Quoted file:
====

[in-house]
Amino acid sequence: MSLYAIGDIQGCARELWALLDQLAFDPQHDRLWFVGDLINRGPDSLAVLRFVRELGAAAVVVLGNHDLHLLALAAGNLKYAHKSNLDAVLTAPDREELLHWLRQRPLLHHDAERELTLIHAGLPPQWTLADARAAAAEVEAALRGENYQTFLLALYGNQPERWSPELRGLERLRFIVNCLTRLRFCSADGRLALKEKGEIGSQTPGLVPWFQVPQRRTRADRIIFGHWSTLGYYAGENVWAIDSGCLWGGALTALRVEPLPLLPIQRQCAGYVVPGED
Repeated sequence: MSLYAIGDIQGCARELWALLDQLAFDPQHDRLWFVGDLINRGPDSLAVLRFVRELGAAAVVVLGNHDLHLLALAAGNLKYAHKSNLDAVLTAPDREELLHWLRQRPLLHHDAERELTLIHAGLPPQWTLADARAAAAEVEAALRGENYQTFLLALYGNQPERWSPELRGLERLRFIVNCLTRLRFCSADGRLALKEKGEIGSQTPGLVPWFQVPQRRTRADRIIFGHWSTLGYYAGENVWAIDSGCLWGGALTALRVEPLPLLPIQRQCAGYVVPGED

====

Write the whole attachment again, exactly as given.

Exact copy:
[in-house]
Amino acid sequence: MSLYAIGDIQGCARELWALLDQLAFDPQHDRLWFVGDLINRGPDSLAVLRFVRELGAAAVVVLGNHDLHLLALAAGNLKYAHKSNLDAVLTAPDREELLHWLRQRPLLHHDAERELTLIHAGLPPQWTLADARAAAAEVEAALRGENYQTFLLALYGNQPERWSPELRGLERLRFIVNCLTRLRFCSADGRLALKEKGEIGSQTPGLVPWFQVPQRRTRADRIIFGHWSTLGYYAGENVWAIDSGCLWGGALTALRVEPLPLLPIQRQCAGYVVPGED
Repeated sequence: MSLYAIGDIQGCARELWALLDQLAFDPQHDRLWFVGDLINRGPDSLAVLRFVRELGAAAVVVLGNHDLHLLALAAGNLKYAHKSNLDAVLTAPDREELLHWLRQRPLLHHDAERELTLIHAGLPPQWTLADARAAAAEVEAALRGENYQTFLLALYGNQPERWSPELRGLERLRFIVNCLTRLRFCSADGRLALKEKGEIGSQTPGLVPWFQVPQRRTRADRIIFGHWSTLGYYAGENVWAIDSGCLWGGALTALRVEPLPLLPIQRQCAGYVVPGED